• Kyodo


Prime Minister Goran Persson of Sweden, which currently holds the European Union’s rotating presidency, on Saturday urged Japan to take a resolute stand toward ratifying the Kyoto Protocol aimed at curbing global warming.

“I really hope that the Japanese government will be strong and consistent in their support for the Kyoto Protocol,” Persson told Kyodo News, with a view to the resumed session in July’s Sixth Conference of Parties of the U.N. Framework Convention on Climate Change in Bonn, Germany.

Persson stressed that the international environment agreement aimed at curbing global warming is “the only tool” to combat climate change globally. He made his remarks following the conclusion of the EU summit meeting in Sweden’s city of Goteborg.

In Europe there are widespread concerns over Japanese Prime Minister Junichiro Koizumi’s remarks in a Diet debate Wednesday, where he said, “At the moment, we have not decided to make a decision independently” from the U.S.

He was responding to Yukio Hatoyama, leader of the Democratic Party of Japan, who urged the prime minister to seek Diet approval for the pact independently as a step to pressure the U.S. to change its position.

Koizumi’s comment appears to reflect Tokyo’s delicate position. A Japanese official in Tokyo told Kyodo by telephone, “Frankly, Japan is not so sure about going ahead without the United States,” because it may result in repercussions on relations between Tokyo and Washington, which is the axis of Japan’s foreign policy.

EU leaders agreed Friday to send a diplomatic mission to Japan, Australia and Canada in a bid to procure their commitments to ratify the 1997 Kyoto Protocol. Persson said the failure of international negotiations on deciding the operational rules over the treaty would set the world back at least 10 years.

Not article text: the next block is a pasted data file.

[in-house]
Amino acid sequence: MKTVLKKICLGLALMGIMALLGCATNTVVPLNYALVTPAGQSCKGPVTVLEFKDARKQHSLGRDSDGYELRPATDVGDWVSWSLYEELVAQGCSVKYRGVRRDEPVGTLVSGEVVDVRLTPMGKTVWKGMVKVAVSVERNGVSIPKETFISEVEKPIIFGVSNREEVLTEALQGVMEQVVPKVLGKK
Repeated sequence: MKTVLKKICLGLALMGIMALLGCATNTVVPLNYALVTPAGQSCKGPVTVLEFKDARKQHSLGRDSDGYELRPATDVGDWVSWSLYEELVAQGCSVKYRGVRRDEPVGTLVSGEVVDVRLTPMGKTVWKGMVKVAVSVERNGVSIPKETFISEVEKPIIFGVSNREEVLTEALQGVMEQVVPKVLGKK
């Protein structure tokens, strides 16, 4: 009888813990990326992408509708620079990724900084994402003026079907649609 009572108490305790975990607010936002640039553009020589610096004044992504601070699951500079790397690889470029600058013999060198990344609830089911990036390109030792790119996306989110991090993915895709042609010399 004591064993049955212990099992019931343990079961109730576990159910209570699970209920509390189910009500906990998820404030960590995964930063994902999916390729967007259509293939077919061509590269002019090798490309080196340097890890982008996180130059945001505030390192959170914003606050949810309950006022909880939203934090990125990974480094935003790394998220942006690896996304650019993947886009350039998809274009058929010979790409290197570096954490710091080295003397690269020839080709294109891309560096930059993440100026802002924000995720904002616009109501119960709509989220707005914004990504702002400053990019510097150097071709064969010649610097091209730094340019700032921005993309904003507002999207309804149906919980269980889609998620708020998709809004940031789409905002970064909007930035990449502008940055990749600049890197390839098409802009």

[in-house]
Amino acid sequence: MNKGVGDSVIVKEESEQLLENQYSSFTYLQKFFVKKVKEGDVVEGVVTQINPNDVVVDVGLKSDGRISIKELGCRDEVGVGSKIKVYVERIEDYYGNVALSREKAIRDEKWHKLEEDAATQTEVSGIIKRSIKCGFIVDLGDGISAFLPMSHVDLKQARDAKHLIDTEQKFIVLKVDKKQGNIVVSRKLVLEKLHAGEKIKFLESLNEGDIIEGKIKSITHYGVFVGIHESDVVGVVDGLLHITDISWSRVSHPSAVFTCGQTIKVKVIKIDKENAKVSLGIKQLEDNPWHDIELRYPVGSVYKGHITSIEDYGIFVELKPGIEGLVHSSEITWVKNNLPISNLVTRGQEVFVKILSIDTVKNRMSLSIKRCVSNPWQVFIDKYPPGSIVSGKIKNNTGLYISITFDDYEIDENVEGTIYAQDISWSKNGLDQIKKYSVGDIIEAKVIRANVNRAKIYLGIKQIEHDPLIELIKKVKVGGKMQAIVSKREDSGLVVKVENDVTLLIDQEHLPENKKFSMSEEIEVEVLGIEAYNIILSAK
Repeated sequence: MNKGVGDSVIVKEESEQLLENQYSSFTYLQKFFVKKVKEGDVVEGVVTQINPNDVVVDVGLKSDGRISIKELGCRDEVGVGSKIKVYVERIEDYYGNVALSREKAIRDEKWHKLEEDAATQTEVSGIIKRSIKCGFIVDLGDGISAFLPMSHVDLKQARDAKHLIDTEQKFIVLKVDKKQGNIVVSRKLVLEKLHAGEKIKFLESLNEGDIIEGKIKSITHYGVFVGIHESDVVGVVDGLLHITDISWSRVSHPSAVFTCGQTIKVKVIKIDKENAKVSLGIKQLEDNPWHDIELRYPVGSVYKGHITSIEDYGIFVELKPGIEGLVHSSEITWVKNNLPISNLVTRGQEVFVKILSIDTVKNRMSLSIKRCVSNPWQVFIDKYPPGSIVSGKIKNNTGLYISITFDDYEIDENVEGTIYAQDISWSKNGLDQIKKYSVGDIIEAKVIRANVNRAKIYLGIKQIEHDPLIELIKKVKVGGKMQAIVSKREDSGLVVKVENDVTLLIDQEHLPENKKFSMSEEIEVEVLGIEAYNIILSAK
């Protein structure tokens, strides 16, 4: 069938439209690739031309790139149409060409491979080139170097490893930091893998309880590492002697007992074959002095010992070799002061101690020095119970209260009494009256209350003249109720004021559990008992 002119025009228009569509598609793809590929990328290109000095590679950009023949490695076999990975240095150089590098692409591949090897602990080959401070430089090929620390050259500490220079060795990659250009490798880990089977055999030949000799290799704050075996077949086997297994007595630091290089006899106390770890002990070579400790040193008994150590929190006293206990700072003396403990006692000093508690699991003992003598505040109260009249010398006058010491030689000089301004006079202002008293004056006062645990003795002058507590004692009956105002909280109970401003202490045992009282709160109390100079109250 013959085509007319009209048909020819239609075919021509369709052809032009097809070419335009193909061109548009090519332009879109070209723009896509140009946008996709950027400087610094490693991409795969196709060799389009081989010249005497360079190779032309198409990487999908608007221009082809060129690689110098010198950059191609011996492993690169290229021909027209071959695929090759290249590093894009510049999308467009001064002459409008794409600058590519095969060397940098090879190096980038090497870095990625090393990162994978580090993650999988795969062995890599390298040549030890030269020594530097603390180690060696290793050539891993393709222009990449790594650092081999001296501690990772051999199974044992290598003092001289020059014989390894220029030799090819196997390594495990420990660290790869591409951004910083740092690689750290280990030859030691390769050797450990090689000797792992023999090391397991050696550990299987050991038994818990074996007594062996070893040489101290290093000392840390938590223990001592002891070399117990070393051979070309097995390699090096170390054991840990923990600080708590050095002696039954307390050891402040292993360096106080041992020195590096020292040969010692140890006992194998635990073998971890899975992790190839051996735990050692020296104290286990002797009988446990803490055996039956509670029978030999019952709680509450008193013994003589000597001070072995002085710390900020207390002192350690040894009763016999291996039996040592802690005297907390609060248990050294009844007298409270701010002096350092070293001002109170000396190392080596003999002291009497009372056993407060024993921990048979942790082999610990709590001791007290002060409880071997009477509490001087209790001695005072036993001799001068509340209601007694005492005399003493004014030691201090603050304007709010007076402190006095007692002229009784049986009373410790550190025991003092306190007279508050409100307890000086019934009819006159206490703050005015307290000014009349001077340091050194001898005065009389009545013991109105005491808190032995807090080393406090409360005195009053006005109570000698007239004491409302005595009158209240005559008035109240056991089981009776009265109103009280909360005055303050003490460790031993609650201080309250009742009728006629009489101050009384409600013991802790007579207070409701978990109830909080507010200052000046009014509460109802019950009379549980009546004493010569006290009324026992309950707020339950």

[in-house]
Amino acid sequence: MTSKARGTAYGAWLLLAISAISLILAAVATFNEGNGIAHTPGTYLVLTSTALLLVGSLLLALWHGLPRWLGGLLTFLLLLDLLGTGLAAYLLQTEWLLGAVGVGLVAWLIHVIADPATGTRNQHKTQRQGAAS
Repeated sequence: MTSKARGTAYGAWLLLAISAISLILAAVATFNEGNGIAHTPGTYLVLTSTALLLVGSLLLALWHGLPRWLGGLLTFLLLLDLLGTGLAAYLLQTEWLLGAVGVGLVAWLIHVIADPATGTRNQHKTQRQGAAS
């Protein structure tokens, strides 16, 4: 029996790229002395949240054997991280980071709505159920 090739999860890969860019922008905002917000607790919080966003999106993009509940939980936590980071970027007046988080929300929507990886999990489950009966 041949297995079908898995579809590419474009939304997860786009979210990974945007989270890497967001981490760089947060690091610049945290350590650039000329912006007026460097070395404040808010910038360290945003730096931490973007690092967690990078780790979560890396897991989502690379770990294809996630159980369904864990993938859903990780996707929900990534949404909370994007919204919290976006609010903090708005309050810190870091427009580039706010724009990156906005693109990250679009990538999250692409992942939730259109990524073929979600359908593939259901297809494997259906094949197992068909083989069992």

He also urged Japan to become more assertive in the upcoming resumed talks on global warming, in light of the EU leaders’ having obtained a pledge from U.S. President George W. Bush during a meeting Thursday that Washington will not counteract agreements made in Kyoto Protocol negotiations.

Last Monday, Bush rejected the Kyoto Protocol as “fatally flawed” and called for an alternative requiring the participation of developing countries and more science-based solutions.

In 1992, the international society adopted the Framework Convention on Climate Change, after which the Kyoto Protocol was adopted in 1997 during the convention’s third meeting in Kyoto.

The protocol requires industrialized countries to impose binding limits on emissions of carbon dioxide and other greenhouse gases by an average of 5.2 percent below 1990 levels from 2008 to 2012.

This goal, however, was thrown into turmoil mainly because of the recent de facto withdrawal of the U.S., the world’s largest carbon dioxide emitter, from the treaty.

The EU has recently pledged to ratify the Kyoto treaty.

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